AIR FORCE T-38 TRACK INTERMEDIATES
(6) Allow the nose to fall through the opposite horizon, adjusting the amount of aft
stick pressure to maintain a constant pitch rate. Fly the aircraft's nose along the section line,
relaxing right rudder pressure as airspeed is quickly regained.
(7) Continue to relax right rudder pressure as the airspeed increases in the dive and
smoothly increase aft stick pressure as necessary to maintain a constant pitch rate. The recovery
will again require approximately 3.5 Gs, so remember to resume the AGSM. Quickly scan the
altimeter during recovery in order to return to straight and level flight at approximately the same
altitude and airspeed, but offset 270E from the original heading, tracking along your section
(8) Commence the next "leaf" (if applicable) as described above. As you recover
from the even-numbered maneuvers, you will fly perpendicular (vice parallel) across your
d. Common Errors
(1) Failure to check and report the altitude prior to entry. It is hard to recover on
the same altitude when you do not know what it is.
(2) Failure to raise the nose high enough during the first 45E of turn. Generally,
this will result in a correspondingly nose low attitude and proportionally high airspeed when
recovery is made.
(3) Improperly coordinating the rate of roll with the rate of pitch. An insufficient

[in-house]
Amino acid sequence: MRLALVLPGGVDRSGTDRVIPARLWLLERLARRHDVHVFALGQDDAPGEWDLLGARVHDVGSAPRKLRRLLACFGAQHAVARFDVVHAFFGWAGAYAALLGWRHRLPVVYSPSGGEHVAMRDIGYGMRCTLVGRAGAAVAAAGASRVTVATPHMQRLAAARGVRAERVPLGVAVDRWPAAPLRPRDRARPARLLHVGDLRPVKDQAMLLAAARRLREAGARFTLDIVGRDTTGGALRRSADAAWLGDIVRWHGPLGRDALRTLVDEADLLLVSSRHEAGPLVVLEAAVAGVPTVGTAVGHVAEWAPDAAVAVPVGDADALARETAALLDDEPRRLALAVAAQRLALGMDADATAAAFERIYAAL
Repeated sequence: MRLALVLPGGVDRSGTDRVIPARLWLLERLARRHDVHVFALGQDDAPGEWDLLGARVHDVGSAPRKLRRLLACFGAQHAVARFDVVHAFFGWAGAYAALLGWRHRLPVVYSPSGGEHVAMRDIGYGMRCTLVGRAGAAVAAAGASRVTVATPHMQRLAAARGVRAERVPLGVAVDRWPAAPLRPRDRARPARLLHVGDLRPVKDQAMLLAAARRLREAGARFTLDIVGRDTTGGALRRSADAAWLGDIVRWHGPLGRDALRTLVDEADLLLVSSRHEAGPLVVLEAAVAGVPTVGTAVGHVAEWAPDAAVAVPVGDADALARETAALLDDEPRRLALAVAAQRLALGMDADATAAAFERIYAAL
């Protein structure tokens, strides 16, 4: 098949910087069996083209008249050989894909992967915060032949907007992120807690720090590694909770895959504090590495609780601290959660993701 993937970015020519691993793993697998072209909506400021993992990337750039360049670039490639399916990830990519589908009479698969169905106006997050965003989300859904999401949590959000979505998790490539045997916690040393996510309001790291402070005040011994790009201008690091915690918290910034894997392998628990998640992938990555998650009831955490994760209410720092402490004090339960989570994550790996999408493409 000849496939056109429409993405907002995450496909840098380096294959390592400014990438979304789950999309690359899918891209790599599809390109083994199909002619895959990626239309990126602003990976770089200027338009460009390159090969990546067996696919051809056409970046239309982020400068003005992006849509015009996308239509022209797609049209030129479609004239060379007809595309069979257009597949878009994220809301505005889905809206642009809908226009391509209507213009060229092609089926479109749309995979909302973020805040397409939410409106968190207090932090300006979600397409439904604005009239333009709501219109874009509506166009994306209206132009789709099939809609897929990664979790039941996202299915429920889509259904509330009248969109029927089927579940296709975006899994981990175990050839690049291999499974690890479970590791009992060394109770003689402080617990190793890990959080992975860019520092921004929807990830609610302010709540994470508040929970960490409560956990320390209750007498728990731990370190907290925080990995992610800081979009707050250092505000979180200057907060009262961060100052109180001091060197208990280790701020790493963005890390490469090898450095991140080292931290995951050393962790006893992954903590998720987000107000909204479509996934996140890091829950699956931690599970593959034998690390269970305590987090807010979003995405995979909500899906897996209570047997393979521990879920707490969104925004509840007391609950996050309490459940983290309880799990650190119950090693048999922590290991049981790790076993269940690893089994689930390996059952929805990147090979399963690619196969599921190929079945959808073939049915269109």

roll rate will result in an overshoot of the intended reference point, while an excessive roll rate
will result in an undershoot.
(4) Failure to maintain balanced flight. Too much or too little rudder will produce
essentially the same results as too fast or too slow a rate of roll, respectively, on the first half of
the maneuver. Poor rudder control is easily detected by checking the alignment of the nose and
the section line. Remember that the required rudder input varies as airspeed varies. Almost
constant rudder adjustment will be required during the last half of the maneuver also.
(5) Relaxing too much backstick pressure while passing through the inverted
position at the top of the loop. This will result in a "floating" sensation. Remember to maintain
some positive G-loading throughout the entire maneuver. Conversely, failure to relax sufficient
backstick pressure over the top will result in excessive angle of attack and rudder shakers. If
this occurs, relax the backstick pressure slightly.
(6) Failure to initiate the pull-out soon enough during the second half of the loop.
This results in excessive airspeed and recovery below the initial altitude.
(7) Failing to scan ahead for the reference point and/or section line and thereby
2-6 T-38 PRECISION AEROBATICS